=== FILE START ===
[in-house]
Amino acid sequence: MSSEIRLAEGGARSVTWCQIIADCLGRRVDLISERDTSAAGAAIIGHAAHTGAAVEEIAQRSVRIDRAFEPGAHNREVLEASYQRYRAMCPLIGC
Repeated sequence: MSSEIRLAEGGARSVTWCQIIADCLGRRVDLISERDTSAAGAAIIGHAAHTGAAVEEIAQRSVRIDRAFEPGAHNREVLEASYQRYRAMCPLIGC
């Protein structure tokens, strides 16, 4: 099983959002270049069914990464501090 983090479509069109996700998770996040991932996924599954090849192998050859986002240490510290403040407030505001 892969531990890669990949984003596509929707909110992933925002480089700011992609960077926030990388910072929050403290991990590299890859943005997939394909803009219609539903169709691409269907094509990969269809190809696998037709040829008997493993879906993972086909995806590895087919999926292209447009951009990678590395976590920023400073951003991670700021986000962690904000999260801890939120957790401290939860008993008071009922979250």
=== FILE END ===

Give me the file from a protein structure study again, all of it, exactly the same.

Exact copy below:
[in-house]
Amino acid sequence: MSSEIRLAEGGARSVTWCQIIADCLGRRVDLISERDTSAAGAAIIGHAAHTGAAVEEIAQRSVRIDRAFEPGAHNREVLEASYQRYRAMCPLIGC
Repeated sequence: MSSEIRLAEGGARSVTWCQIIADCLGRRVDLISERDTSAAGAAIIGHAAHTGAAVEEIAQRSVRIDRAFEPGAHNREVLEASYQRYRAMCPLIGC
């Protein structure tokens, strides 16, 4: 099983959002270049069914990464501090 983090479509069109996700998770996040991932996924599954090849192998050859986002240490510290403040407030505001 892969531990890669990949984003596509929707909110992933925002480089700011992609960077926030990388910072929050403290991990590299890859943005997939394909803009219609539903169709691409269907094509990969269809190809696998037709040829008997493993879906993972086909995806590895087919999926292209447009951009990678590395976590920023400073951003991670700021986000962690904000999260801890939120957790401290939860008993008071009922979250």